Spending one-on-one time with children is so good for them, right? Soaking them up. Letting all of your attention sink in to their souls one glance at a time. The youngest gets that time in the morning while brother is at preschool. And some mornings he gets that one-on-one time with our incredible sitter while I work steps away. I wonder if he’s getting enough time with me and the same for the big. I wonder if they’re getting their needs met emotionally because I want us to be there for each of our boys in that way.
You’ve heard of the book, “The Five Love Languages” by Gary Chapman, right? It talks about ways we each give and receive love and how that relates to our spouse. And each time I think of them, I’m reminded to re-evaluate how I need to be showing love to my husband. Because the way I receive love is different than the way he receives love. And I have to remind myself of that often. The five ways Gary Chapman talks about are:
2. Quality Time
3. Words of Affirmation
4. Acts of Service
5. Physical Touch
A light bulb went of when I read an article talking about how you can use the same five love languages and use it as a way to reach your children on the wavelength that they most receive love. Think through those five again. Think about when your children’s eyes light up. Is it when you are talking about something they are so passionate about? Is it when you mention how much you love them out of the blue? And you acknowledge and affirm that their ideas are incredible. Or do their eyes light up when you bring home a special surprise meant only for them? Does your toddler calm down and feel protected when he’s wrapped up in your embrace? Maybe it’s a good cuddle during book time, rough housing or even high fives. Does your little just like mama or daddy’s help? Maybe with a new skill, finding a lost toy or helping with homework. And in that time, your helping is speaking their love language. You guys! Does that speak to you like it did to me? I felt like I suddenly could put my finger on exactly how my children could be loved specifically and personally. And maybe more effectively. I found that there was one major love language for each child and then one secondary love language as well.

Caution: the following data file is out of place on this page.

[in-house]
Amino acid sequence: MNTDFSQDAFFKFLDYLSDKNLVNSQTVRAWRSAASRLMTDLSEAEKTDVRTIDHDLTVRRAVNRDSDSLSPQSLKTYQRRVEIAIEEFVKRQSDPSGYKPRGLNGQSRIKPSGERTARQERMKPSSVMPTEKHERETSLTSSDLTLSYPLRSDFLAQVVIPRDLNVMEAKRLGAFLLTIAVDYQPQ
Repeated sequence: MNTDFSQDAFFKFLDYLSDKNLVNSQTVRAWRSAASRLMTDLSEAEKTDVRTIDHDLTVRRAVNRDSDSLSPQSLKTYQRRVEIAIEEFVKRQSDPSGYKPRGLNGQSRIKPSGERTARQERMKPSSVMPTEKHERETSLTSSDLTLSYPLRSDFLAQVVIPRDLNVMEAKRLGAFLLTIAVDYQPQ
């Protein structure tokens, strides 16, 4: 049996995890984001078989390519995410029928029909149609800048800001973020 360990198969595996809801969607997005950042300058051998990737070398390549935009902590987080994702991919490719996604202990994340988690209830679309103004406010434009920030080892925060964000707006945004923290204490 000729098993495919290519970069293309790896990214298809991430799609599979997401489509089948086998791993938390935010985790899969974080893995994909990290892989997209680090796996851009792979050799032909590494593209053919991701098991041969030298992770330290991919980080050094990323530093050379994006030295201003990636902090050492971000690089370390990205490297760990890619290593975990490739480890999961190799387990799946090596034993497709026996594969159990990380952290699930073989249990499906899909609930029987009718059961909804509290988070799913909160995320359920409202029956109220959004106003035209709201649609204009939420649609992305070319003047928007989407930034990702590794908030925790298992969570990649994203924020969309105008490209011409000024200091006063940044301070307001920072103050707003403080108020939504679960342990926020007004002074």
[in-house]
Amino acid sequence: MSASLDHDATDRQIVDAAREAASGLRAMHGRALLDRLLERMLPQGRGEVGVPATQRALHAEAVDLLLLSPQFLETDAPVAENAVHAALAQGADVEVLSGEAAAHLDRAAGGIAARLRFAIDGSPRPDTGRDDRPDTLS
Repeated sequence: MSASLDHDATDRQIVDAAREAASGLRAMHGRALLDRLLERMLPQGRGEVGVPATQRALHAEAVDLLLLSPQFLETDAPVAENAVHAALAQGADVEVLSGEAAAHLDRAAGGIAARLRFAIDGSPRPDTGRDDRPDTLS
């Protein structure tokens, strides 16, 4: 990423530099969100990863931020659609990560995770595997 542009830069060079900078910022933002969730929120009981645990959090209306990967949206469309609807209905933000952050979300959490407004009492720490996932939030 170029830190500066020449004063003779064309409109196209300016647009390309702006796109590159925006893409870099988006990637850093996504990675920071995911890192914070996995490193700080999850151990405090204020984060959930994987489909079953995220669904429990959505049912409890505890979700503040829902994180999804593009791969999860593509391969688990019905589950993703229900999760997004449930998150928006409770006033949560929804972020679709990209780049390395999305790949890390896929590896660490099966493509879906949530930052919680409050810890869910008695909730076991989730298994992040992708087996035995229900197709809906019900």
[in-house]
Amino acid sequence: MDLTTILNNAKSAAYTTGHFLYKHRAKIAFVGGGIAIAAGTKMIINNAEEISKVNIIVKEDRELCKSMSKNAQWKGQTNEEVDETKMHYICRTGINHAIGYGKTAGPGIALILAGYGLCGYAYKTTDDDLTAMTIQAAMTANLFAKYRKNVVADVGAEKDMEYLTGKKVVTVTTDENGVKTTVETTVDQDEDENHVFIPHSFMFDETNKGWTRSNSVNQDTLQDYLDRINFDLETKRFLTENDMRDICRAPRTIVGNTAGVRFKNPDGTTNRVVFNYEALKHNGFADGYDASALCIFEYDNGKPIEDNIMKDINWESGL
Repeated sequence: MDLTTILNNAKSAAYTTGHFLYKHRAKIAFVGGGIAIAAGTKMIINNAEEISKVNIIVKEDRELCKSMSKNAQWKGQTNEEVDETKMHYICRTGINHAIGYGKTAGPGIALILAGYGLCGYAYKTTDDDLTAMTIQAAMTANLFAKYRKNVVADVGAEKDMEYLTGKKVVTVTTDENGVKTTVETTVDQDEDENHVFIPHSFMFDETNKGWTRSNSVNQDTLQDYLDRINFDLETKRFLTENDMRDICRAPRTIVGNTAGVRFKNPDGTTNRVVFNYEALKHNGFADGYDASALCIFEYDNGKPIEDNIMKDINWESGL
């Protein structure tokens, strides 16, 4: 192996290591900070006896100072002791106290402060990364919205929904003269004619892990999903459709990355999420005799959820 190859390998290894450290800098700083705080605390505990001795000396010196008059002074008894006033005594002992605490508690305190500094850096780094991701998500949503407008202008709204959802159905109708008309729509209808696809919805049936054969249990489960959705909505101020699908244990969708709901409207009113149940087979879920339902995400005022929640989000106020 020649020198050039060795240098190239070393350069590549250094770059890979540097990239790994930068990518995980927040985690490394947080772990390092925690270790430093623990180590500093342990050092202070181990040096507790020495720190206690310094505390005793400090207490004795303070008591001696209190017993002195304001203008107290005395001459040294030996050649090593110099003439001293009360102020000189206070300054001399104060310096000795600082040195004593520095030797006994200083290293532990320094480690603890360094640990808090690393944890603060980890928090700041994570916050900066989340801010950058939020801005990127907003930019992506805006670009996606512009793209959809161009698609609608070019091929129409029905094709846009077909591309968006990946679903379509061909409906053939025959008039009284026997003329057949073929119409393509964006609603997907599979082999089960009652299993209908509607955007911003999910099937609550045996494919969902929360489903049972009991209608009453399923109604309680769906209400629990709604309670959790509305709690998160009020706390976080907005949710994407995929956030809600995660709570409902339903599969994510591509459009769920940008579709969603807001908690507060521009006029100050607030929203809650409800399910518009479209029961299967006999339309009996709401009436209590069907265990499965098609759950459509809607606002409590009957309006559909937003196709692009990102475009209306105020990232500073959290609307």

Here are some tips for using the five love languages with your children.
Gifts: Find little ways to surprise your child. Maybe it’s drawing him/her a picture of the two of you and wrapping that in a special package for them to open first thing in the morning. Blow up a package of balloons in their favorite color and surprise them with new and exciting play at a specific time during the day. It doesn’t have to be expensive. Thoughtful gifts will bring a heart behind the gift that a random toy never could.
Quality Time: If you’re a mother of more than one child, it can be hard to find extra time in the day for one-on-one time with each child. But maybe once a month or once every other month, set aside time to do something special with each child. You may find you make this time every evening when you’re putting the kids to bed. Which is wonderful! Personally, giving our 4 year old the time to talk, time to read and tell stories, time to answer his endless questions, time to laugh at silly things, time to think about the vastness of God and learn to pray is golden quality time. You might also consider running errands and going on walks together as important time for your child. Be sure to give your undivided attention to them during this time together.
Words of Affirmation: This can be spoken words or written cards and letters. When using encouraging words with your children, be specific. Make an impact when you praise them. “I love the colors you chose in that painting!” or “I see you put a lot of effort into making your bed today!” Those specific words will always make more of an impact than “Good job!”. Remember to bring your affirming spirit with you!
Acts of Service: Let your little help with chores around the house. Assisting with loading the dishes, pouring juice, sweeping the floor and wiping down the table are all great things for them to help with. Some things mamas can say: “What can I do for you?” “I will stop and get….” or “Today, I did …. for you.” Be sure to help your little out in return.
Physical Touch: Hugs, pats, sitting close, high fives, holding hands. You know what your little responds to. As they get older, I have to ask myself if I’ve given enough mama hugs. I find with our 4 year old that he is more prone to act out if he hasn’t had his mama snuggles. His little brother is quite a mama’s boy and is on my lap as often as possible. Remember that your older children still need you.
How do your littles receive love? I’d love to hear from you in the comments below.
Here is a link to the book if you want to read more in depth. 5-Love-Languages-Children